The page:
Somatosensation, which vaguely translates to “touch,” turns out to have many components. Crude touch, pressure, vibration, fine touch, pain, temperature, and itch, all with their own sensors and nerve endings in our skin. Balance is more similar to hearing (detecting waves of fluid in our ears), and proprioception (self-position awareness is detected in our muscle fibers).

All in all, we have 10 or so types of fundamental external inputs plus a couple more internal ones (baroreceptors, chemoreceptors), which is a fairly broad repertoire. On the other hand, do you know what’s weird? I think that, on the macroscopic sentient scale, human bodies possess one sole output: skeletal muscle. Our bodies’ goal is to “live,” or more precisely, “eat enough, have sex, don’t die until you make babies,” but apparently that just reduces to pulling parts of our bodies around around. Think about it.

Navigating the world is essential, and we perform it using our handy (and foot-y?) four limbs, steered by their complex sets of muscles. We need locomotion to move toward our food, manual dexterity to move food to our mouths, jaw muscles and tongue to chew, and throat muscles to swallow. Locomotion becomes important again when we when and where deposit our waste and how to move away from it afterwards.

Humans are fundamentally social beings, and social output is almost entirely dictated by skeletal muscle function as well. Speaking is accomplished by pushing out air (using chest muscles) past vocal cords (using throat muscle puppeteers) and modifying the vibrating airflow (using tongue and lip shape). Facial expressions use 40-ish face muscles and rely on genetic programming in everyone’s brains to communicate meaning. Gesticulation is just repurposed locomotion.

Sure, the efferent nervous system has plenty of internal outputs: including hormone release, fluid secretion, smooth and cardiac muscle contraction, and all sorts of cellular responses, but that’s all internal regulation. As far as I know, we don’t hope to interact meaningfully with the outside world by sweating more, drooling using our left or right glands, beating our heart quickly, excreting pheromones in special sequences, or farting in Morse code. The one exception may be male erection, which is modulated by blood flow patterns…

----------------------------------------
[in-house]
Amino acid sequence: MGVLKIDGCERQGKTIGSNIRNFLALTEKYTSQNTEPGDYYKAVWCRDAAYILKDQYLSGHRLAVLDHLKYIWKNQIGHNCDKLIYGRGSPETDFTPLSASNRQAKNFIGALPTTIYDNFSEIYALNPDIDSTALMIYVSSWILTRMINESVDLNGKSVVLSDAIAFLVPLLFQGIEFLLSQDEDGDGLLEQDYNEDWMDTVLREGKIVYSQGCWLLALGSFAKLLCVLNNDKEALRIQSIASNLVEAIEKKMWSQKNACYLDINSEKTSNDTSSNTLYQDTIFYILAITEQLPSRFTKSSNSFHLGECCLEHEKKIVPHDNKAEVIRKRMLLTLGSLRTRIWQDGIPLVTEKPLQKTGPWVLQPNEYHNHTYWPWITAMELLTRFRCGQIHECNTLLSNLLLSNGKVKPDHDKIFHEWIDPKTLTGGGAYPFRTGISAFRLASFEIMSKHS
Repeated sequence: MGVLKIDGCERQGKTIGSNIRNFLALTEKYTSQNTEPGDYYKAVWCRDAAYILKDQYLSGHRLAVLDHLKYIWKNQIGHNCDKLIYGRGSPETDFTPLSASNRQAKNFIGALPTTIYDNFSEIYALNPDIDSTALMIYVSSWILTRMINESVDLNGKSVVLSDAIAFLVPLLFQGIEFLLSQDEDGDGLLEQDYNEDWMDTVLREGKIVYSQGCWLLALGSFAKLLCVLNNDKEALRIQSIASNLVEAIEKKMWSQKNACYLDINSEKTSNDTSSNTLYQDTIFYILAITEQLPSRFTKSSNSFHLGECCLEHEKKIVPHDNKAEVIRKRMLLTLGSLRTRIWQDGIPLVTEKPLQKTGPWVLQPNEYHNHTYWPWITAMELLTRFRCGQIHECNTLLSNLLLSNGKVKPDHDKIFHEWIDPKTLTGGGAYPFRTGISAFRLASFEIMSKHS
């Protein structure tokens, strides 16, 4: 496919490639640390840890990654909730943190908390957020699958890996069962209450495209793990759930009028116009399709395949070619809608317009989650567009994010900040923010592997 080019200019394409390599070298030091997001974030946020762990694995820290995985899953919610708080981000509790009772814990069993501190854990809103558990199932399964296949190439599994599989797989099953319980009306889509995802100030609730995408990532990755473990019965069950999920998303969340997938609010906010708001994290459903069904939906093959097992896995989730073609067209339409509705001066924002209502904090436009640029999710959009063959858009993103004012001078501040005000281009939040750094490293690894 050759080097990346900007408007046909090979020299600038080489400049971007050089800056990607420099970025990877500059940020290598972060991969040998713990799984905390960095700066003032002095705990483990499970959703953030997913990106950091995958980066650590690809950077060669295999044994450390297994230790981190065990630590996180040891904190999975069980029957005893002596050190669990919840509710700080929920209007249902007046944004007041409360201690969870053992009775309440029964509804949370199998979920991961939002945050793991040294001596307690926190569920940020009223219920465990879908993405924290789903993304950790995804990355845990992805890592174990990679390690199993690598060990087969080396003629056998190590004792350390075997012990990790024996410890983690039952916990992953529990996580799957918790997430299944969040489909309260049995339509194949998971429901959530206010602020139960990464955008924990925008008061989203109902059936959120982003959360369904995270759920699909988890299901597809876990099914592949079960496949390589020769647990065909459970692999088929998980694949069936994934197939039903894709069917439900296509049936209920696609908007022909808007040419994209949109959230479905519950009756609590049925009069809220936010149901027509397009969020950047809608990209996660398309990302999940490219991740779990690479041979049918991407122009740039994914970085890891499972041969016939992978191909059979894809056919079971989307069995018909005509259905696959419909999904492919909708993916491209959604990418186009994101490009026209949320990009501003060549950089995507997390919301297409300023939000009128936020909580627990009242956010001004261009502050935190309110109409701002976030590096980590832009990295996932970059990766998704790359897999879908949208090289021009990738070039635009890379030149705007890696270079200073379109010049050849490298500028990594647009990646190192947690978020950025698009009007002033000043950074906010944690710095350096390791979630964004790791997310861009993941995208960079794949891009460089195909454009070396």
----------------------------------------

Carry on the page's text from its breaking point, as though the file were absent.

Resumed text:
It’s intriguing that once the vertebrate/mammalian/primate body got past the unicellular scale, skeletal muscle was its default solution for almost every external output task. Moreover, like elastic rope, muscle can only exert contractile force. Why don’t we use expanding sacs to push on objects? Why don’t we have ink-ejecting glands, color-changing pigments, swim bladders, built-in bioluminescence, fine control of pheromones, rotating axles, spring-loaded clasps, or forward-pointing flamethrowers? Perhaps muscle worked so well for outputting our brains’ computational power and intent that there was no selective pressure to evolve anything else.

Revel in our marvelous and versatile muscles. Thanks to the nature of our biology, the best way to care for our muscles is to exercise them, so move forth, sing, and dance. The brain may define us as humans, but our skeletal muscles bring us to life.